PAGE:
Columbia Civil War Landmarks

Centered in the Confederacy's Atlantic states, Columbia was one of three untouched Southern capitals at the end of 1864. Its factories produced uniforms, swords, belts, bullets, gunpowder and cannonballs, all vital to the war effort, until the fiery onslaught of Sherman's invasion cut a swath through the city. Tom Elmore, local Civil War historian and tour guide, presents over sixty significant sites throughout the Greater Columbia area that were marked by moments of triumph and devastation during the war. Readers will find the stories behind both well-known and infamous places, including the Horseshoe on the University of South Carolina campus, the gruesome 1864 prisoner of war camp, the ruins of one of the largest textile mills ever built and the monument commemorating the spot where the great city was surrendered.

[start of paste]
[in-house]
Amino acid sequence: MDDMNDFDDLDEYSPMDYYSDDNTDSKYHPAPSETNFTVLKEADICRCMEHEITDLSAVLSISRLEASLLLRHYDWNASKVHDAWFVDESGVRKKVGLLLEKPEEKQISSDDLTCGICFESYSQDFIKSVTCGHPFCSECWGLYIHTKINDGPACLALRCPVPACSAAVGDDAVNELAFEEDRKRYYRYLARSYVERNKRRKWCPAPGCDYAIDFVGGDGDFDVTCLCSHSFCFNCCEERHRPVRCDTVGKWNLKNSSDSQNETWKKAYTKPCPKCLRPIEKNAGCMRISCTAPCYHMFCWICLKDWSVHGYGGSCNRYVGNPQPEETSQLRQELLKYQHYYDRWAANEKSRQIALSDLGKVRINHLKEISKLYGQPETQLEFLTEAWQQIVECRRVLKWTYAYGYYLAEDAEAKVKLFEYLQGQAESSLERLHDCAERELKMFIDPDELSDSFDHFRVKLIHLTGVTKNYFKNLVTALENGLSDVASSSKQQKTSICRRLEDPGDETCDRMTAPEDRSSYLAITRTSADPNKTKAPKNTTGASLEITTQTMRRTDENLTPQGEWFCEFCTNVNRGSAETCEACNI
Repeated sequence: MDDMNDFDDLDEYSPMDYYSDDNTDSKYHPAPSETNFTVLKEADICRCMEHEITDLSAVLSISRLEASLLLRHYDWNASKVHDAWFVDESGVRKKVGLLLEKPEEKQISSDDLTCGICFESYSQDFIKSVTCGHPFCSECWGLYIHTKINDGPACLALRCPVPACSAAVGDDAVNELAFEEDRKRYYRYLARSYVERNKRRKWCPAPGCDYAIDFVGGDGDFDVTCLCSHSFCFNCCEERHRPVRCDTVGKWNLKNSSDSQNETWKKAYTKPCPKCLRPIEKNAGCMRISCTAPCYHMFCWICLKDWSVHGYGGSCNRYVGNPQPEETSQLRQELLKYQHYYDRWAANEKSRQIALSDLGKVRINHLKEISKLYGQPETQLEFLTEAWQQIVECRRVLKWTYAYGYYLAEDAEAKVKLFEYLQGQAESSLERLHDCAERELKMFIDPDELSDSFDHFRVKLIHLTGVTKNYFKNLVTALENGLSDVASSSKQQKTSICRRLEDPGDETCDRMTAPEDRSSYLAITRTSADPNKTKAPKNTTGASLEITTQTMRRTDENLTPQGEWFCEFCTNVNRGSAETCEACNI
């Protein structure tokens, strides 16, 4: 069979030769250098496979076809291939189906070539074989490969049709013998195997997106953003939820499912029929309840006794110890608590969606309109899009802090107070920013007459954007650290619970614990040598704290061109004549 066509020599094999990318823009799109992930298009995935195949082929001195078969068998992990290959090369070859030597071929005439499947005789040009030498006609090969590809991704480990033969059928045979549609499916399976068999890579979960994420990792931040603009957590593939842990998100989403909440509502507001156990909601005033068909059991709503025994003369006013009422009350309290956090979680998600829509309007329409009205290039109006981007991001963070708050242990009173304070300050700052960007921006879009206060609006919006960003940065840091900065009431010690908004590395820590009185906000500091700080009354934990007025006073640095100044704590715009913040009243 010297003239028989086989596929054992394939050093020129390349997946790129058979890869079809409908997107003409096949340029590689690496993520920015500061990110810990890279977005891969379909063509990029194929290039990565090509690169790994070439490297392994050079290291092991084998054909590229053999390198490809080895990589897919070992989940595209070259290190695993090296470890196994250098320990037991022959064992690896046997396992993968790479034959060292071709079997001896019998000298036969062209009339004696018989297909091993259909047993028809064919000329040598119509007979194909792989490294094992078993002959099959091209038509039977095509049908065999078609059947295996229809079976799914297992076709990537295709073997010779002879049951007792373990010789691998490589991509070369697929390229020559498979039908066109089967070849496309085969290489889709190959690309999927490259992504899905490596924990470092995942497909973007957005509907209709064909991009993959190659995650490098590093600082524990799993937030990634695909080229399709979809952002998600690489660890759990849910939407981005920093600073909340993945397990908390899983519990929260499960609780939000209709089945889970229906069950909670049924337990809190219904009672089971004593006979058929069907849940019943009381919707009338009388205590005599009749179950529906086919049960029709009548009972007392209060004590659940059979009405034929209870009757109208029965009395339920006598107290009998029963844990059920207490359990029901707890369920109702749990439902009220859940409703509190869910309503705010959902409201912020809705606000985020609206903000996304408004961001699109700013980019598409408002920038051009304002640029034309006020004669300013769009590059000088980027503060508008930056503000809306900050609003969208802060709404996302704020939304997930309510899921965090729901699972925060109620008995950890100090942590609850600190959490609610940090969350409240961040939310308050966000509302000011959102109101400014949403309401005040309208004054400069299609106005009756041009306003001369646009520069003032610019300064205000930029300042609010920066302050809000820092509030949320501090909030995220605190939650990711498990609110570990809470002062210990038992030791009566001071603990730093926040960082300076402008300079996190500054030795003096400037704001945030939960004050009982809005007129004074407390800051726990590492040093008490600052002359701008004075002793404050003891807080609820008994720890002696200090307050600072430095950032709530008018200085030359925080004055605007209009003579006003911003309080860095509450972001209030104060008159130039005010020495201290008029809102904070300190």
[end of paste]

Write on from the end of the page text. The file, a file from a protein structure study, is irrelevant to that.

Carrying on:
Tom Elmore

About Tom Elmore (Columbia, South Carolina Author)

Tom Elmore

Historian Tom Elmore grew up in Columbia, S.C. where he heard numerous tales and legends about life in the city during the Civil War.

Elmore holds a B.A. in History and Political Science from the University of South Carolina. He is the author of numerous articles in regional and national publications and has lectured all across the Mid-Atlantic States. In addition, Elmore is a book reviewer for Blue & Gray Magazine and The Civil War News. He lives in Columbia with his wife Krys and their two Chihuahuas Speedy and Sassy.